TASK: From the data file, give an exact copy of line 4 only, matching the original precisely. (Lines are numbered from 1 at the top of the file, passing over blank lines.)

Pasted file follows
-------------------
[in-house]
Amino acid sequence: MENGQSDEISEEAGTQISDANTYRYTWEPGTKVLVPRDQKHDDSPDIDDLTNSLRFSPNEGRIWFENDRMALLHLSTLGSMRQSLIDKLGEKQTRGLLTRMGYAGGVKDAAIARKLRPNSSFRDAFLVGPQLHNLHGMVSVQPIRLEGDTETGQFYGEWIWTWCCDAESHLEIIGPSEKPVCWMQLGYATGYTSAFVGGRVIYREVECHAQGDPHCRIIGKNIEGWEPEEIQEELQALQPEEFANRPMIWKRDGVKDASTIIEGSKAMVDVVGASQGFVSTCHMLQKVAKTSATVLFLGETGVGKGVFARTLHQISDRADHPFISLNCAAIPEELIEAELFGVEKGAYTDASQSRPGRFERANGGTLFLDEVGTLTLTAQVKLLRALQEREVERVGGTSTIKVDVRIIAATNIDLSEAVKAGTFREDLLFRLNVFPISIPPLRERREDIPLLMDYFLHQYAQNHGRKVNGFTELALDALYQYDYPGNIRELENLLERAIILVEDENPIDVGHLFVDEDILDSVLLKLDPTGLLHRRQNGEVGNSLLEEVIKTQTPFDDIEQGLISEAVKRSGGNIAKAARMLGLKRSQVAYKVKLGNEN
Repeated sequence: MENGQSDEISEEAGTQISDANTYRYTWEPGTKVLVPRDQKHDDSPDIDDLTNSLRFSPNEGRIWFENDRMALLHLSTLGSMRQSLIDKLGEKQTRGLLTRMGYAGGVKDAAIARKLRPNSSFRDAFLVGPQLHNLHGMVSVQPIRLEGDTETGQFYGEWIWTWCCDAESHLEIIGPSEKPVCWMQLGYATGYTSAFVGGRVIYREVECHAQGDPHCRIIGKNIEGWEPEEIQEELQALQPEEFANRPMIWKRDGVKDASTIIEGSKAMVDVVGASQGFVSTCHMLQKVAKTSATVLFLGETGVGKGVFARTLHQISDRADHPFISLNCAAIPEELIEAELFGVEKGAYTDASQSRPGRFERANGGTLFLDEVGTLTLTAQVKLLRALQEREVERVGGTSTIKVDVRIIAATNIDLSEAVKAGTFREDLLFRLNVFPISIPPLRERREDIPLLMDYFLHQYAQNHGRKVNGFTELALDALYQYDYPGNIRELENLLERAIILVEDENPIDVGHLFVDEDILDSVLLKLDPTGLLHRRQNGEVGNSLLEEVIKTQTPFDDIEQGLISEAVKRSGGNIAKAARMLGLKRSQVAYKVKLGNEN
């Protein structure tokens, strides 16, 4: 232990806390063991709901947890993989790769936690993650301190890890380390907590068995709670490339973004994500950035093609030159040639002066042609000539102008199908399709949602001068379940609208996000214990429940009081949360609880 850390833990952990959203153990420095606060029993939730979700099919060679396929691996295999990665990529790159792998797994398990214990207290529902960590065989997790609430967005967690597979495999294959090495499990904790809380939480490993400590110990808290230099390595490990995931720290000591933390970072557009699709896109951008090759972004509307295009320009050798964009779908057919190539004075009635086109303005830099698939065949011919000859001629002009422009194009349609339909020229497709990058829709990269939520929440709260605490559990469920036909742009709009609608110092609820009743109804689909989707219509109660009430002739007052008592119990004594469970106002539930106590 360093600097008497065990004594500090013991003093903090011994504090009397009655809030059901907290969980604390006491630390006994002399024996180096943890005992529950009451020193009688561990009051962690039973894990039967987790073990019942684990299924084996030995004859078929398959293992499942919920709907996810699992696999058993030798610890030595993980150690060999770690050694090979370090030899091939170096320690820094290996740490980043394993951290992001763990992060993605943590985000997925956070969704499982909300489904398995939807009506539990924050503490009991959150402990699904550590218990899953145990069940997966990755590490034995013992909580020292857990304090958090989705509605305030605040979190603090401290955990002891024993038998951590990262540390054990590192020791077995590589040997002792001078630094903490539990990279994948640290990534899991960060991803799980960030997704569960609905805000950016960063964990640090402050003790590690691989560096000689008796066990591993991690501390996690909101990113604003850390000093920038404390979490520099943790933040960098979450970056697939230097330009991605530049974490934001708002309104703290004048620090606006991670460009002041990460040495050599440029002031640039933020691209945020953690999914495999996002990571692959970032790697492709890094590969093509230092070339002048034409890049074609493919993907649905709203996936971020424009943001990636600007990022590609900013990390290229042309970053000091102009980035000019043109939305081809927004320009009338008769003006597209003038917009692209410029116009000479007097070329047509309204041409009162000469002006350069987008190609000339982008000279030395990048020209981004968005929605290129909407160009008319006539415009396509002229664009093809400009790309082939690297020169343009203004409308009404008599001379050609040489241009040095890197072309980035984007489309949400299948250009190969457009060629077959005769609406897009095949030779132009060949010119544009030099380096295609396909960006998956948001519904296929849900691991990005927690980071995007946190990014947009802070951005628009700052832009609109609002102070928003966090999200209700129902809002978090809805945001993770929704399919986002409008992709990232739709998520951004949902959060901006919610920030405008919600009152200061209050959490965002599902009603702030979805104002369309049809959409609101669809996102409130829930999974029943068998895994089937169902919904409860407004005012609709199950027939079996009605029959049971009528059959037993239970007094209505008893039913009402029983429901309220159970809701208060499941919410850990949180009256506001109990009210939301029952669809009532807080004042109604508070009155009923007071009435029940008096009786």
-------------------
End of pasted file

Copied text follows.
């Protein structure tokens, strides 16, 4: 232990806390063991709901947890993989790769936690993650301190890890380390907590068995709670490339973004994500950035093609030159040639002066042609000539102008199908399709949602001068379940609208996000214990429940009081949360609880 850390833990952990959203153990420095606060029993939730979700099919060679396929691996295999990665990529790159792998797994398990214990207290529902960590065989997790609430967005967690597979495999294959090495499990904790809380939480490993400590110990808290230099390595490990995931720290000591933390970072557009699709896109951008090759972004509307295009320009050798964009779908057919190539004075009635086109303005830099698939065949011919000859001629002009422009194009349609339909020229497709990058829709990269939520929440709260605490559990469920036909742009709009609608110092609820009743109804689909989707219509109660009430002739007052008592119990004594469970106002539930106590 360093600097008497065990004594500090013991003093903090011994504090009397009655809030059901907290969980604390006491630390006994002399024996180096943890005992529950009451020193009688561990009051962690039973894990039967987790073990019942684990299924084996030995004859078929398959293992499942919920709907996810699992696999058993030798610890030595993980150690060999770690050694090979370090030899091939170096320690820094290996740490980043394993951290992001763990992060993605943590985000997925956070969704499982909300489904398995939807009506539990924050503490009991959150402990699904550590218990899953145990069940997966990755590490034995013992909580020292857990304090958090989705509605305030605040979190603090401290955990002891024993038998951590990262540390054990590192020791077995590589040997002792001078630094903490539990990279994948640290990534899991960060991803799980960030997704569960609905805000950016960063964990640090402050003790590690691989560096000689008796066990591993991690501390996690909101990113604003850390000093920038404390979490520099943790933040960098979450970056697939230097330009991605530049974490934001708002309104703290004048620090606006991670460009002041990460040495050599440029002031640039933020691209945020953690999914495999996002990571692959970032790697492709890094590969093509230092070339002048034409890049074609493919993907649905709203996936971020424009943001990636600007990022590609900013990390290229042309970053000091102009980035000019043109939305081809927004320009009338008769003006597209003038917009692209410029116009000479007097070329047509309204041409009162000469002006350069987008190609000339982008000279030395990048020209981004968005929605290129909407160009008319006539415009396509002229664009093809400009790309082939690297020169343009203004409308009404008599001379050609040489241009040095890197072309980035984007489309949400299948250009190969457009060629077959005769609406897009095949030779132009060949010119544009030099380096295609396909960006998956948001519904296929849900691991990005927690980071995007946190990014947009802070951005628009700052832009609109609002102070928003966090999200209700129902809002978090809805945001993770929704399919986002409008992709990232739709998520951004949902959060901006919610920030405008919600009152200061209050959490965002599902009603702030979805104002369309049809959409609101669809996102409130829930999974029943068998895994089937169902919904409860407004005012609709199950027939079996009605029959049971009528059959037993239970007094209505008893039913009402029983429901309220159970809701208060499941919410850990949180009256506001109990009210939301029952669809009532807080004042109604508070009155009923007071009435029940008096009786």